It is further contended since the check admitted into evidence bore the printed notation "account closed", there was a showing on its face that the pretext was false.

This case is distinguishable from Payne v. State, Tex.Cr.App., 391 S.W.2d 53, relied upon by appellant. There the Court held that the instrument set out in the indictment could not be the subject of forgery or of passing a forged instrument, because it showed on its face to be a forged instrument. In the present case the indictment did not set out any of the instruments relied upon for the false pretext. There was no showing when the notation "account closed" was placed on the check. The strict rule required in proving an instrument alleged according to its tenor in forgery cases is not applicable in theft by false pretext cases where the instrument is not alleged in the indictment.

There was sufficient evidence for the jury to find a false pretext when the check and the deposit slip were presented to the teller.[1]

*255 While, as the State admits, the proof could have been more explicit, there was sufficient evidence before the jury to support the conviction. The first, fifth and sixth grounds of error are overruled.

In the second ground of error it is contended that the verdict does not show the amount of punishment assessed by the jury. The verdict was as follows:

"We, the jury, find that the defendant, should be punished by confinement in the penitentiary for 5 five years.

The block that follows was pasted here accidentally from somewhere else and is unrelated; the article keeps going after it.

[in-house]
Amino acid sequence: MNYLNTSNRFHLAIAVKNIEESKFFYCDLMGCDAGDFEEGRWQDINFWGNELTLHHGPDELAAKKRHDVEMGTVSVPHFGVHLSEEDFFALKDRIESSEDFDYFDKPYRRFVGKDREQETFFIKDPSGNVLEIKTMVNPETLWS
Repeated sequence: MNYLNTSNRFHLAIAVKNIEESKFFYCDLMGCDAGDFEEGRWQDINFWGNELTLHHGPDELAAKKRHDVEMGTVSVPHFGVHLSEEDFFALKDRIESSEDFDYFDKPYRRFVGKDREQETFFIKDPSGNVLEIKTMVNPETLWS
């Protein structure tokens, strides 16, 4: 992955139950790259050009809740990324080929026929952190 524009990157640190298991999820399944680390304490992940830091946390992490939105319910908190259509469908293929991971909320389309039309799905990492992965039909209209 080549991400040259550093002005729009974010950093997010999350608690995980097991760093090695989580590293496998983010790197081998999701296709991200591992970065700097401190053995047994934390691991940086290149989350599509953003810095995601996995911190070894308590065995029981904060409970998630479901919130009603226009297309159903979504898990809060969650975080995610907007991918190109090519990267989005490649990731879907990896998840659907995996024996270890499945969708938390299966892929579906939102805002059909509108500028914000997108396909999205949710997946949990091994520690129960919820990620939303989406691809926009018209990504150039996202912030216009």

/s/ Abdul R. Saud Foreman of the Jury.

The Court charged the jury at the penalty stage of the trial that it was their duty to assess the punishment within the limits prescribed by law which was confinement in the penitentiary for not less than two nor more than ten years. The trial court in construing the verdict in conjunction with the charge properly concluded that the jury assessed the punishment at five years.

The second ground of error is overruled.

The third and fourth grounds of error complain that the trial court erred in the charge to the jury.

No complaint concerning the charge was made until the appellate brief was filed in the trial court. Article 36.14, Vernon's Ann.C.C.P., provides that such objections must be made in writing before the charge has been read to the jury.

Nothing is presented for review;[2] the third and fourth grounds of error are overruled.

There being no reversible error, the judgment is affirmed.


[1] The court, without objection, charged that the jury could convict if appellant used any false pretext. In 5 Branch's Ann.P.C.2d, Sec. 2680, p. 126, is found: "Under an ordinary indictment or information for theft charging that the property was taken without the consent of the owner, a conviction may be had for theft though the taking was with the consent of the owner if the proof shows that such consent was obtained by any false pretext."

[2] We note that the matters complained of do not present fundamental error. Article 36.19, V.A.C.C.P., provides in part: "* * * the judgment shall not be reversed unless the error appearing from the record was calculated to injure the rights of defendant * * *."